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How To Optimize Your Graphics

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Optimizing your graphics is perhaps one of the most important things you can do to project professionalism in your web site design.

Have you ever clicked on a link to a new web site and then waited... and waited... and waited for the home page to load? Did you wait, or did you finally give up and leave?

Chances are, had you waited long enough, you would have eventually seen some really great graphics. Regardless of whether you waited or not, there is no excuse for losing the potential visitors because of a slow loading page.

Some web masters do not realize that just using the "handles" to change the size of a picture does not change its file size. I was asked to work on a site once that had scanned an 8"X10" color photo and then shrunk it to 2" wide using the handles. I timed it - the picture took 3 minutes to load because it's file size was 1.6MB. After using Ulead's program PhotoImpact, I got the file size down to 6K - it then loaded in 2 seconds.

Optimizing your graphic only takes a few extra clicks and the right software. I personally prefer PhotoImpact by Ulead, although any good graphics program will allow you to optimize.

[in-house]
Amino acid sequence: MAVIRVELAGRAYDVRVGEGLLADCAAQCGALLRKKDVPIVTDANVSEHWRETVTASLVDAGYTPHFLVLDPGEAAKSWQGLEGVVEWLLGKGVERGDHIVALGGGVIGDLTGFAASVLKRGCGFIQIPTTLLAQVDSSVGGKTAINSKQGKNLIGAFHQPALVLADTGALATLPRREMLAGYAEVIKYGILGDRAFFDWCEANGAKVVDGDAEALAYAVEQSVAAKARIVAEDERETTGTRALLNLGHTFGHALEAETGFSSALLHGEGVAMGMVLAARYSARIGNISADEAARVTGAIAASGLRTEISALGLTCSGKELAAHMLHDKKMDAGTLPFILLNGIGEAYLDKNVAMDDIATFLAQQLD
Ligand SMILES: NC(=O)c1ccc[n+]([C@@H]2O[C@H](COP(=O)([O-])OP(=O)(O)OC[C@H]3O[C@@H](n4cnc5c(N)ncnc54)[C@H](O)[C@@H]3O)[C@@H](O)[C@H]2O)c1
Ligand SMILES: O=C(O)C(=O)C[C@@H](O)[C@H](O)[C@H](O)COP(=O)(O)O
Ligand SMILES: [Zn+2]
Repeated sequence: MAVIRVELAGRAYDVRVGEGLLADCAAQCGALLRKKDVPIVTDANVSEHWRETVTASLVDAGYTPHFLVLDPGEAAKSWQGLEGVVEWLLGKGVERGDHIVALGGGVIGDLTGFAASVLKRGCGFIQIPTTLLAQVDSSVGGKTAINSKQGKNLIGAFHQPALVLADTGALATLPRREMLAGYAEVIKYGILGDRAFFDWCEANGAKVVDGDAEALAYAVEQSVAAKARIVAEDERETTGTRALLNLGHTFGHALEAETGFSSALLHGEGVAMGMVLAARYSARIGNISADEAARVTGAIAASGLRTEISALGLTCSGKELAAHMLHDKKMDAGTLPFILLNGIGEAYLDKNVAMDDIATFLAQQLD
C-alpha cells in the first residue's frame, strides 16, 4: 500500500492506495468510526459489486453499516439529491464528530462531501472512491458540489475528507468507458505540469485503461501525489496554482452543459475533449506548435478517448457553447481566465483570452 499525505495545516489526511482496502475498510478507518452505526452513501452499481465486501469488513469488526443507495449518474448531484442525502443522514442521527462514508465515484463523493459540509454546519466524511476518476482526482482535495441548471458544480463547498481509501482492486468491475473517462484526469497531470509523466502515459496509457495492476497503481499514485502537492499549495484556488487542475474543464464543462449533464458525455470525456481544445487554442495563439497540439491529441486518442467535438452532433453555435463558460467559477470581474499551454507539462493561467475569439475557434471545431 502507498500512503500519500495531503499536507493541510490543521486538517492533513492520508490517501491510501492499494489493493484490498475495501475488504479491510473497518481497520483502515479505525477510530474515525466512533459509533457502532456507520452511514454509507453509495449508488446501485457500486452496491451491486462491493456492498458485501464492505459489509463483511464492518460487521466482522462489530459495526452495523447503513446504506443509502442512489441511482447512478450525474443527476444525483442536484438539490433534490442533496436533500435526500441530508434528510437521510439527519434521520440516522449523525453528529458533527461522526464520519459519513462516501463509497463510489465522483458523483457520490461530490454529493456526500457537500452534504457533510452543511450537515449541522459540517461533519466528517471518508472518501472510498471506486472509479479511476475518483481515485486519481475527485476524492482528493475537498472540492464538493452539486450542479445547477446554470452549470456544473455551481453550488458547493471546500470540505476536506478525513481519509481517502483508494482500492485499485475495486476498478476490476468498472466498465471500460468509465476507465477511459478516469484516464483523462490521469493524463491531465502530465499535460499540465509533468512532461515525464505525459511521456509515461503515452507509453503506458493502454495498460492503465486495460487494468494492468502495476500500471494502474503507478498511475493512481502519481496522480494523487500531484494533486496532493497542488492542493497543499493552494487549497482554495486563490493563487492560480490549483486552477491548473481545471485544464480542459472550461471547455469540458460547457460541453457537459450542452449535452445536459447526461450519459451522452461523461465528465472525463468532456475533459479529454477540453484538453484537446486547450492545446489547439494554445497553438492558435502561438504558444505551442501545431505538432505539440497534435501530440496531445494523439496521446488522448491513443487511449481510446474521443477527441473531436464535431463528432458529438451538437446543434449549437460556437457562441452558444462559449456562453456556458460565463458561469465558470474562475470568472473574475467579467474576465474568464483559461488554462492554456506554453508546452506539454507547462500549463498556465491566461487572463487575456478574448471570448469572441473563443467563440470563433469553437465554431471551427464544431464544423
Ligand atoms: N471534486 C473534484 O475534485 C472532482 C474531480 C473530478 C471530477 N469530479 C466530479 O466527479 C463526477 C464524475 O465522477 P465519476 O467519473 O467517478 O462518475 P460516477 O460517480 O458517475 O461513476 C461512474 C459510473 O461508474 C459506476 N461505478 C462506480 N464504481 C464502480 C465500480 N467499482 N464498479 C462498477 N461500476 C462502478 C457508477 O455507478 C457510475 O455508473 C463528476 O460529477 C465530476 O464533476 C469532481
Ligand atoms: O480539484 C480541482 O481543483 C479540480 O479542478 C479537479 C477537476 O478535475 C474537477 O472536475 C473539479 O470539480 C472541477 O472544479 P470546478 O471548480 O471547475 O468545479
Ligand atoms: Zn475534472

First you need to decide which format to save your picture in. If it is mostly text and/or a computer generated image, you should always use the .gif (graphic interchange format). For scanned photos, the best results are usually .jpg (joint photographic group). As a general rule, a picture saved in the .gif format will have a smaller file size than the same picture saved as a .jpg.

Next, change the resolution of your picture. There is usually no reason to use a resolution higher than 72 dpi. You will need to experiment to choose a balance of clarity over file size.

Here is a 120x60 pixel image in .jpg format saved in different resolutions. Can you see the difference?:


 File Size

low res


med res


high res


max res


Optimize your pictures that are stored on your hard drive here:
Graphics Crunchers

Next, use the "Change Dimensions" feature of your graphics software to change the size to fit your page layout. You should never use a graphic larger than 600 dpi wide or it will not fit on screens set to 640x480 resolution. (There are a LOT of surfers out there with older systems)

Here is our sample graphic in .gif format:

120x60 pixels - 2.8K (2,828 bytes)

Our sample graphic optimized and enlarged.

300x150 pixels - 7.7K (7,746 bytes)

The same graphic as above resized by using the "handles."

120x60 pixels - 7.7K (7,746 bytes)

To see how well you have done in optimizing your graphics, just surf over to your web page and right-click on one of your graphics, then choose "Properties" from the pop-up menu.

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